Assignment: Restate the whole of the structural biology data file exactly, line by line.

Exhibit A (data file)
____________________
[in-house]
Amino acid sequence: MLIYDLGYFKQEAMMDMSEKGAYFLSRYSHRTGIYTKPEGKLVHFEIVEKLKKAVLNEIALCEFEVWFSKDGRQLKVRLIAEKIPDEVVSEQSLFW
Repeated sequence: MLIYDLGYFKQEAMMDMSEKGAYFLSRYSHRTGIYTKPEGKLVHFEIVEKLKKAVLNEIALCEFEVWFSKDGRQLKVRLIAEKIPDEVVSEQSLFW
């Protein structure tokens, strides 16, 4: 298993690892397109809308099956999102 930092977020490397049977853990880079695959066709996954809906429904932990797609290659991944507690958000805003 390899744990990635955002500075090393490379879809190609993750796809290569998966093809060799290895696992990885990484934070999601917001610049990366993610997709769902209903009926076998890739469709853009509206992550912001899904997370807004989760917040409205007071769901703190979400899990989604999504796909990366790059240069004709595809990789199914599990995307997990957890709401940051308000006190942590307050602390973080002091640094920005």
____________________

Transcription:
[in-house]
Amino acid sequence: MLIYDLGYFKQEAMMDMSEKGAYFLSRYSHRTGIYTKPEGKLVHFEIVEKLKKAVLNEIALCEFEVWFSKDGRQLKVRLIAEKIPDEVVSEQSLFW
Repeated sequence: MLIYDLGYFKQEAMMDMSEKGAYFLSRYSHRTGIYTKPEGKLVHFEIVEKLKKAVLNEIALCEFEVWFSKDGRQLKVRLIAEKIPDEVVSEQSLFW
């Protein structure tokens, strides 16, 4: 298993690892397109809308099956999102 930092977020490397049977853990880079695959066709996954809906429904932990797609290659991944507690958000805003 390899744990990635955002500075090393490379879809190609993750796809290569998966093809060799290895696992990885990484934070999601917001610049990366993610997709769902209903009926076998890739469709853009509206992550912001899904997370807004989760917040409205007071769901703190979400899990989604999504796909990366790059240069004709595809990789199914599990995307997990957890709401940051308000006190942590307050602390973080002091640094920005």